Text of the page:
Poison in the program

The Cotton Tail Trio and the Supper Club kicked off the first concert in January.

THE community group behind the poisoning of a section of Attadale foreshore near Troy Park (Herald, February 7, 2015) has defended its actions.

Swan Estuary Reserves Action Group (SERAG) secretary Jane Leahy Kane says the treatment was part of a sanctioned program.

Last week the Herald reported the newly formed Friends of Attadale Parks and Amenity Areas group (APAA) criticism of SERAG’s activities in poisoning a 300sqm grassed section of the park near the park’s Burke Drive entrance. Ms Kane says kikuyu incursion is a massive issue and she provided before-and-after photos to highlight SERAG’s restorative success stories in other parts of the reserve—even APAA has praised its work elsewhere in the reserve.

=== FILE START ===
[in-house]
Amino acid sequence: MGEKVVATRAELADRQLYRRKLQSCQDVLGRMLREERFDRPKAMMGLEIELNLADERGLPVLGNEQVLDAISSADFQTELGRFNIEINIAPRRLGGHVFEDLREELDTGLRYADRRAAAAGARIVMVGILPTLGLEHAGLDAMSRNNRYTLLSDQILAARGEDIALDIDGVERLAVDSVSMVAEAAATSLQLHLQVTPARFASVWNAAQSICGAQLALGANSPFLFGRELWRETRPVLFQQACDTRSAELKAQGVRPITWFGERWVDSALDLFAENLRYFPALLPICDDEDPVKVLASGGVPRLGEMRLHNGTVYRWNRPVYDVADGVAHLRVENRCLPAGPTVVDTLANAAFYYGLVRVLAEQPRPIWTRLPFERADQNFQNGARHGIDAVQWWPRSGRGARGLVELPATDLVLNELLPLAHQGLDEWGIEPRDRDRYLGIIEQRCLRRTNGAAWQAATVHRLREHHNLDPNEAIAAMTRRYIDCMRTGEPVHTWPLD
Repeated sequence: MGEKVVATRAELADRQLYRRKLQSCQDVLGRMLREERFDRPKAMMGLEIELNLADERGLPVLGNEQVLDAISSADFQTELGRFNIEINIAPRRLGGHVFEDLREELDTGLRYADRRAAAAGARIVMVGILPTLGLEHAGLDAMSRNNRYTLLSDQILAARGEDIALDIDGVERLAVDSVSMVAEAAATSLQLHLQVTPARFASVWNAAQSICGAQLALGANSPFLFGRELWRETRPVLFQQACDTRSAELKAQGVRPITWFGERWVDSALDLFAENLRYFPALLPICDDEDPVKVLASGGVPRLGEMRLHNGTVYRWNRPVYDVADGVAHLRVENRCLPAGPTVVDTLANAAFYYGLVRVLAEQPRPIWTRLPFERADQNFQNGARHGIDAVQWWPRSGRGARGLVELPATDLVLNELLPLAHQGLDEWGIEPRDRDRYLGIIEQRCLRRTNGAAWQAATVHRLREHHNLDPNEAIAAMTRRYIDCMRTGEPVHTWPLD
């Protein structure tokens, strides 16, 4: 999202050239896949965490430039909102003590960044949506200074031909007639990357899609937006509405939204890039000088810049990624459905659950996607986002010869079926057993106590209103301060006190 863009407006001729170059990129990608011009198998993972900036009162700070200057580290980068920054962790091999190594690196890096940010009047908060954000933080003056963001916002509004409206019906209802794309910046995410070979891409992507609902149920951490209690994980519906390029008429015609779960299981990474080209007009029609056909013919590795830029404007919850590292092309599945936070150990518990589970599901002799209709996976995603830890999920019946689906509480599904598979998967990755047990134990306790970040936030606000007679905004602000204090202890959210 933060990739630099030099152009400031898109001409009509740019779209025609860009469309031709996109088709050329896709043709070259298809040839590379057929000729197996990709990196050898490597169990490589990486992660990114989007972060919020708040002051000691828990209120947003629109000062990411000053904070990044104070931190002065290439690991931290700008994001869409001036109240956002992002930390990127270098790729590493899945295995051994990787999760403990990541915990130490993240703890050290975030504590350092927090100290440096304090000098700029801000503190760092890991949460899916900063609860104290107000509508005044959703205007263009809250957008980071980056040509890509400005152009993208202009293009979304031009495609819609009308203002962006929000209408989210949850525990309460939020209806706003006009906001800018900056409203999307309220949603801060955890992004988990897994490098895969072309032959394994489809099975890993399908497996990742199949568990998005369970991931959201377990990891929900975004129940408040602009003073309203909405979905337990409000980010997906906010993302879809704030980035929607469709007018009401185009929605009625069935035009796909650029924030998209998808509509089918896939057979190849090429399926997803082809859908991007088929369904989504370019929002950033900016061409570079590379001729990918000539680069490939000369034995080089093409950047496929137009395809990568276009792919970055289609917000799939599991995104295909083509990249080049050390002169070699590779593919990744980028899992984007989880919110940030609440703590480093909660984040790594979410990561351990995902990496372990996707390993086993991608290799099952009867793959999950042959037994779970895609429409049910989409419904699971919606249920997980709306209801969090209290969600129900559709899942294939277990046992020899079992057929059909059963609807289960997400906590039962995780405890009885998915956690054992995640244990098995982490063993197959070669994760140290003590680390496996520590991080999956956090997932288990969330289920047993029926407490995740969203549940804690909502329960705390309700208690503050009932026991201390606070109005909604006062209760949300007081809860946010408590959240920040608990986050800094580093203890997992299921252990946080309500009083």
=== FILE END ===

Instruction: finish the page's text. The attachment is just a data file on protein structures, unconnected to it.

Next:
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APAA’s objection is that a relatively small area used by joggers, cyclists, walkers and mums with prams as a rest area has been severely degraded by the poisoning.

Ms Kane told the Herald SERAG’s involvement with the reserve began in 2010 and Melville council approved SERAG’s request to deal with the “recurrent problem of kikuyu incursion”. She says all work has been approved by various authorities including the council, parks and wildlife, Swan River Trust and South West Aboriginal Land and Sea Council. Locals were also invited to have their say, something APAA disputes.


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